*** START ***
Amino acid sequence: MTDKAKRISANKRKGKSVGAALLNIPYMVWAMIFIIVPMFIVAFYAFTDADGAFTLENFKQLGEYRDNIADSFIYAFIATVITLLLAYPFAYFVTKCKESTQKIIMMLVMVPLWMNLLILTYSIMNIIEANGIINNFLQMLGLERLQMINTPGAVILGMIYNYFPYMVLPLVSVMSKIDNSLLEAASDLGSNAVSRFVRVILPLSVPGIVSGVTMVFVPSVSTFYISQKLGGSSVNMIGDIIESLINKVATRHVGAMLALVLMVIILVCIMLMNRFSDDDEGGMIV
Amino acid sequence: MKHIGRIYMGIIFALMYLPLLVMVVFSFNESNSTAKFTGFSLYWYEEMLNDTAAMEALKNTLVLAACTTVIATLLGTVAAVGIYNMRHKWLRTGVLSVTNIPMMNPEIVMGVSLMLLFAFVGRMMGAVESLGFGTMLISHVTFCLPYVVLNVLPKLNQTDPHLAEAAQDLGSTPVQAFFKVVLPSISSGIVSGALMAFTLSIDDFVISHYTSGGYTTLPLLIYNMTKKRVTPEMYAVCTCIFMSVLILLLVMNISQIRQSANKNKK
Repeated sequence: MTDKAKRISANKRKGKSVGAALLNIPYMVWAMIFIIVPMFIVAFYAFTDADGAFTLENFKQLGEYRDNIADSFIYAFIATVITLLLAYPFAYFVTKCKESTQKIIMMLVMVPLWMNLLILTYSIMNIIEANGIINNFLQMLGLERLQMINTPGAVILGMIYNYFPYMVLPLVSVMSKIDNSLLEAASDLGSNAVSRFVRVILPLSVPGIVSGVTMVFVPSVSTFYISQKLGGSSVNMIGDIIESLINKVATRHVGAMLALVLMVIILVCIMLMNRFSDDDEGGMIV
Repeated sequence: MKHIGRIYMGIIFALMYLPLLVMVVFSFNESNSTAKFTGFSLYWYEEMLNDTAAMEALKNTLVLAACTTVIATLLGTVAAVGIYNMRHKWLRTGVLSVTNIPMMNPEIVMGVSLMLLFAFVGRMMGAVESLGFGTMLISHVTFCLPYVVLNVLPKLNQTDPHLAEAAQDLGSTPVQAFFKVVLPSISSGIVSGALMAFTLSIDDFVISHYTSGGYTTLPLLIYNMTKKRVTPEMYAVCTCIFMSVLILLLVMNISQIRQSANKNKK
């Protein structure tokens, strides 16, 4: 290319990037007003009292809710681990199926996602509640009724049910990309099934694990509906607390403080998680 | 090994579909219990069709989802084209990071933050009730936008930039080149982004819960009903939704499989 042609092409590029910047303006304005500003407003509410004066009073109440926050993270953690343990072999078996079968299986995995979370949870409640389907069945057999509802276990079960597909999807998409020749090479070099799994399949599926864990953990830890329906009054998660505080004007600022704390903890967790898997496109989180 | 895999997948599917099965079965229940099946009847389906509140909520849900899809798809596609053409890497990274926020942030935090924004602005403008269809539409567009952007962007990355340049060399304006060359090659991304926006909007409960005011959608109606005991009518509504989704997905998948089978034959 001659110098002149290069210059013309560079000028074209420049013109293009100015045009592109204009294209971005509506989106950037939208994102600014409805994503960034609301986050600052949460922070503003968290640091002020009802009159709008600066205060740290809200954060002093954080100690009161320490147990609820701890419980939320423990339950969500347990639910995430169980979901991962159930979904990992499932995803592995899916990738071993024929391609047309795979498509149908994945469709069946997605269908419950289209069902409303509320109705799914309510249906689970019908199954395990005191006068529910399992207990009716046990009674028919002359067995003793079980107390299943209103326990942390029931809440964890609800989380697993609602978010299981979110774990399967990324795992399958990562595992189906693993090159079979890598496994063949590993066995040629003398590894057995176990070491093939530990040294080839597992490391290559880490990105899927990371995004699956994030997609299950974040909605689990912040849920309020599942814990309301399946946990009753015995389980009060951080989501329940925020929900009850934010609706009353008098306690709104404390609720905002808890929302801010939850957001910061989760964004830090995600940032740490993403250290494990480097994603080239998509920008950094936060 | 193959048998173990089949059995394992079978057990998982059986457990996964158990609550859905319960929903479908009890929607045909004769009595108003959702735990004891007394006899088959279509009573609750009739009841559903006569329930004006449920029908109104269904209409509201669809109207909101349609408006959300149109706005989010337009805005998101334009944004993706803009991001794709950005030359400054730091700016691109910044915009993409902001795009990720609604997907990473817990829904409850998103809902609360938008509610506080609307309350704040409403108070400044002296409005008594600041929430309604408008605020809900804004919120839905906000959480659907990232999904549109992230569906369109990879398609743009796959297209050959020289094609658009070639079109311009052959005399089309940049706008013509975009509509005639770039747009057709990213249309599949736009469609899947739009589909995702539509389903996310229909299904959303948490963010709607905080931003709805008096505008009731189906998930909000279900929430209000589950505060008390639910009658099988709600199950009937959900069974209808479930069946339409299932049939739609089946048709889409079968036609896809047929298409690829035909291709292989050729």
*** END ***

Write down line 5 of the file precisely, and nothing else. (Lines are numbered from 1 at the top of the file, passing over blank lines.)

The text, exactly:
């Protein structure tokens, strides 16, 4: 290319990037007003009292809710681990199926996602509640009724049910990309099934694990509906607390403080998680 | 090994579909219990069709989802084209990071933050009730936008930039080149982004819960009903939704499989 042609092409590029910047303006304005500003407003509410004066009073109440926050993270953690343990072999078996079968299986995995979370949870409640389907069945057999509802276990079960597909999807998409020749090479070099799994399949599926864990953990830890329906009054998660505080004007600022704390903890967790898997496109989180 | 895999997948599917099965079965229940099946009847389906509140909520849900899809798809596609053409890497990274926020942030935090924004602005403008269809539409567009952007962007990355340049060399304006060359090659991304926006909007409960005011959608109606005991009518509504989704997905998948089978034959 001659110098002149290069210059013309560079000028074209420049013109293009100015045009592109204009294209971005509506989106950037939208994102600014409805994503960034609301986050600052949460922070503003968290640091002020009802009159709008600066205060740290809200954060002093954080100690009161320490147990609820701890419980939320423990339950969500347990639910995430169980979901991962159930979904990992499932995803592995899916990738071993024929391609047309795979498509149908994945469709069946997605269908419950289209069902409303509320109705799914309510249906689970019908199954395990005191006068529910399992207990009716046990009674028919002359067995003793079980107390299943209103326990942390029931809440964890609800989380697993609602978010299981979110774990399967990324795992399958990562595992189906693993090159079979890598496994063949590993066995040629003398590894057995176990070491093939530990040294080839597992490391290559880490990105899927990371995004699956994030997609299950974040909605689990912040849920309020599942814990309301399946946990009753015995389980009060951080989501329940925020929900009850934010609706009353008098306690709104404390609720905002808890929302801010939850957001910061989760964004830090995600940032740490993403250290494990480097994603080239998509920008950094936060 | 193959048998173990089949059995394992079978057990998982059986457990996964158990609550859905319960929903479908009890929607045909004769009595108003959702735990004891007394006899088959279509009573609750009739009841559903006569329930004006449920029908109104269904209409509201669809109207909101349609408006959300149109706005989010337009805005998101334009944004993706803009991001794709950005030359400054730091700016691109910044915009993409902001795009990720609604997907990473817990829904409850998103809902609360938008509610506080609307309350704040409403108070400044002296409005008594600041929430309604408008605020809900804004919120839905906000959480659907990232999904549109992230569906369109990879398609743009796959297209050959020289094609658009070639079109311009052959005399089309940049706008013509975009509509005639770039747009057709990213249309599949736009469609899947739009589909995702539509389903996310229909299904959303948490963010709607905080931003709805008096505008009731189906998930909000279900929430209000589950505060008390639910009658099988709600199950009937959900069974209808479930069946339409299932049939739609089946048709889409079968036609896809047929298409690829035909291709292989050729």